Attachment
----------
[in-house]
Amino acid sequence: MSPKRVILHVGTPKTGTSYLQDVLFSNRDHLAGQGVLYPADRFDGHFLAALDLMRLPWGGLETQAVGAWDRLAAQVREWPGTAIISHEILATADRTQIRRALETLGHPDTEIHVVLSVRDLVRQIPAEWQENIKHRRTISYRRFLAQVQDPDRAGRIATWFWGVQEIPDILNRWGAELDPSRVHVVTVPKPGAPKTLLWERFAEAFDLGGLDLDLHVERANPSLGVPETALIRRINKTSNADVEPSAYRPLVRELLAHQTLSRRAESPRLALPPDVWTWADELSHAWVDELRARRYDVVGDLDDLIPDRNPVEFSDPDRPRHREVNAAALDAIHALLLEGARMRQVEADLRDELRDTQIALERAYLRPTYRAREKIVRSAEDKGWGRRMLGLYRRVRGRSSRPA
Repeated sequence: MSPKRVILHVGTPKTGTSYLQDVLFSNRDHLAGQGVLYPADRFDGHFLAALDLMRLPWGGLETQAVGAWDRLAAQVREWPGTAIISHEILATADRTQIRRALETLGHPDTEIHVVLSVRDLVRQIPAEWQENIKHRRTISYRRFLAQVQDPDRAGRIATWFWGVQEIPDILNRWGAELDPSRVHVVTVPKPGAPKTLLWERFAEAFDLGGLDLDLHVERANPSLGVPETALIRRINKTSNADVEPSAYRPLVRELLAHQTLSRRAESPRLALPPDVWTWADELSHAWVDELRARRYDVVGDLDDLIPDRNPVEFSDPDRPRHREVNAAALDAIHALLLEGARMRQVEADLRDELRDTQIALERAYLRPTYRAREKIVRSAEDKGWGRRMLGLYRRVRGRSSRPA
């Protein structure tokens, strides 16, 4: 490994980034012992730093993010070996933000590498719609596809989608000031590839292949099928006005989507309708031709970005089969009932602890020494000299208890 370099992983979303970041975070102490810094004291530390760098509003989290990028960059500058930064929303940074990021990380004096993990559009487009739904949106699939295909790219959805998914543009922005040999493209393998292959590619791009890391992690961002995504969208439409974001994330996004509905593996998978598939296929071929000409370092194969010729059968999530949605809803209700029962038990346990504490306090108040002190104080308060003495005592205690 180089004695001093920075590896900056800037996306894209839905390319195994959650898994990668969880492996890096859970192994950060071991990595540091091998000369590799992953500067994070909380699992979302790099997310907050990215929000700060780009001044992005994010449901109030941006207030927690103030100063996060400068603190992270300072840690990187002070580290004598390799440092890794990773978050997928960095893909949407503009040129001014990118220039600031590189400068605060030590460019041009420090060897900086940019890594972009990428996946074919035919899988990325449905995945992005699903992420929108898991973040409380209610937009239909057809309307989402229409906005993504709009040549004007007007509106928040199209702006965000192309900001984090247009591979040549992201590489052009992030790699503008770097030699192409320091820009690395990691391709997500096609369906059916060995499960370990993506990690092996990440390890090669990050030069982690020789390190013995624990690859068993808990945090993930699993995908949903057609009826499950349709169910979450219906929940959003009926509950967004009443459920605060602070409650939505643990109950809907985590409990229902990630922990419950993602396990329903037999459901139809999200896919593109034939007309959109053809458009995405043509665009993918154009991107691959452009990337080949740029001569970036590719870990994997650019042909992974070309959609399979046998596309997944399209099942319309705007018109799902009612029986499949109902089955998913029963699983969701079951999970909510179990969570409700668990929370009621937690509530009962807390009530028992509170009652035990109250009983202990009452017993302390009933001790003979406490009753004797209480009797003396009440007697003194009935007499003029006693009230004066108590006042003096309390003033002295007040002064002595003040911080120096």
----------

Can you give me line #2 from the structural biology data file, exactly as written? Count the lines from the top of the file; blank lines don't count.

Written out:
Amino acid sequence: MSPKRVILHVGTPKTGTSYLQDVLFSNRDHLAGQGVLYPADRFDGHFLAALDLMRLPWGGLETQAVGAWDRLAAQVREWPGTAIISHEILATADRTQIRRALETLGHPDTEIHVVLSVRDLVRQIPAEWQENIKHRRTISYRRFLAQVQDPDRAGRIATWFWGVQEIPDILNRWGAELDPSRVHVVTVPKPGAPKTLLWERFAEAFDLGGLDLDLHVERANPSLGVPETALIRRINKTSNADVEPSAYRPLVRELLAHQTLSRRAESPRLALPPDVWTWADELSHAWVDELRARRYDVVGDLDDLIPDRNPVEFSDPDRPRHREVNAAALDAIHALLLEGARMRQVEADLRDELRDTQIALERAYLRPTYRAREKIVRSAEDKGWGRRMLGLYRRVRGRSSRPA